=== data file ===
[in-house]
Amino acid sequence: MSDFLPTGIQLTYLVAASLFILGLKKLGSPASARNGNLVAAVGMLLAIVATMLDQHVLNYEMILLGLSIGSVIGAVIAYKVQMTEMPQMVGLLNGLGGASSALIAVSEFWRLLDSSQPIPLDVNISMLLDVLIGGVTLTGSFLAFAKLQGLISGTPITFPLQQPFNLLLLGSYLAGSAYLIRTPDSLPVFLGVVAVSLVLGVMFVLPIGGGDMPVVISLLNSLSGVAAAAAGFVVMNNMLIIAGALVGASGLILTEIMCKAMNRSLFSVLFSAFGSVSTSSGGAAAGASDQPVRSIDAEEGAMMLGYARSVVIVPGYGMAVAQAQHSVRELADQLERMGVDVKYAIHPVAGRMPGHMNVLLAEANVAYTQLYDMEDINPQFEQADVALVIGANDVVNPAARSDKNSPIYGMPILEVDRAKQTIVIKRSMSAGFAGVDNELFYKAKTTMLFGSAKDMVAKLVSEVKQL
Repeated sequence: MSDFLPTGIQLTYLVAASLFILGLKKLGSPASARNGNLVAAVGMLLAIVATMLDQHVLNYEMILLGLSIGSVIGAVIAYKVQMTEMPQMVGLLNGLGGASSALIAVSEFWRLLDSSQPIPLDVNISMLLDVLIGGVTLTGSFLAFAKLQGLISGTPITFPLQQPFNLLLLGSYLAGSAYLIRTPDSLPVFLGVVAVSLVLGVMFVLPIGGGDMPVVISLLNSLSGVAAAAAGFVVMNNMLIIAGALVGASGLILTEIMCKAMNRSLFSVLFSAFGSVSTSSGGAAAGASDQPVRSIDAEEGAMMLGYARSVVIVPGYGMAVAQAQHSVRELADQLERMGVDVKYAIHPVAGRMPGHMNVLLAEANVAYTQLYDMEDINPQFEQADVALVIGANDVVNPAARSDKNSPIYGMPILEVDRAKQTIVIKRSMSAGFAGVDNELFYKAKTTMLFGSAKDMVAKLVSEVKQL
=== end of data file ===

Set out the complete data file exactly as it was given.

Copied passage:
[in-house]
Amino acid sequence: MSDFLPTGIQLTYLVAASLFILGLKKLGSPASARNGNLVAAVGMLLAIVATMLDQHVLNYEMILLGLSIGSVIGAVIAYKVQMTEMPQMVGLLNGLGGASSALIAVSEFWRLLDSSQPIPLDVNISMLLDVLIGGVTLTGSFLAFAKLQGLISGTPITFPLQQPFNLLLLGSYLAGSAYLIRTPDSLPVFLGVVAVSLVLGVMFVLPIGGGDMPVVISLLNSLSGVAAAAAGFVVMNNMLIIAGALVGASGLILTEIMCKAMNRSLFSVLFSAFGSVSTSSGGAAAGASDQPVRSIDAEEGAMMLGYARSVVIVPGYGMAVAQAQHSVRELADQLERMGVDVKYAIHPVAGRMPGHMNVLLAEANVAYTQLYDMEDINPQFEQADVALVIGANDVVNPAARSDKNSPIYGMPILEVDRAKQTIVIKRSMSAGFAGVDNELFYKAKTTMLFGSAKDMVAKLVSEVKQL
Repeated sequence: MSDFLPTGIQLTYLVAASLFILGLKKLGSPASARNGNLVAAVGMLLAIVATMLDQHVLNYEMILLGLSIGSVIGAVIAYKVQMTEMPQMVGLLNGLGGASSALIAVSEFWRLLDSSQPIPLDVNISMLLDVLIGGVTLTGSFLAFAKLQGLISGTPITFPLQQPFNLLLLGSYLAGSAYLIRTPDSLPVFLGVVAVSLVLGVMFVLPIGGGDMPVVISLLNSLSGVAAAAAGFVVMNNMLIIAGALVGASGLILTEIMCKAMNRSLFSVLFSAFGSVSTSSGGAAAGASDQPVRSIDAEEGAMMLGYARSVVIVPGYGMAVAQAQHSVRELADQLERMGVDVKYAIHPVAGRMPGHMNVLLAEANVAYTQLYDMEDINPQFEQADVALVIGANDVVNPAARSDKNSPIYGMPILEVDRAKQTIVIKRSMSAGFAGVDNELFYKAKTTMLFGSAKDMVAKLVSEVKQL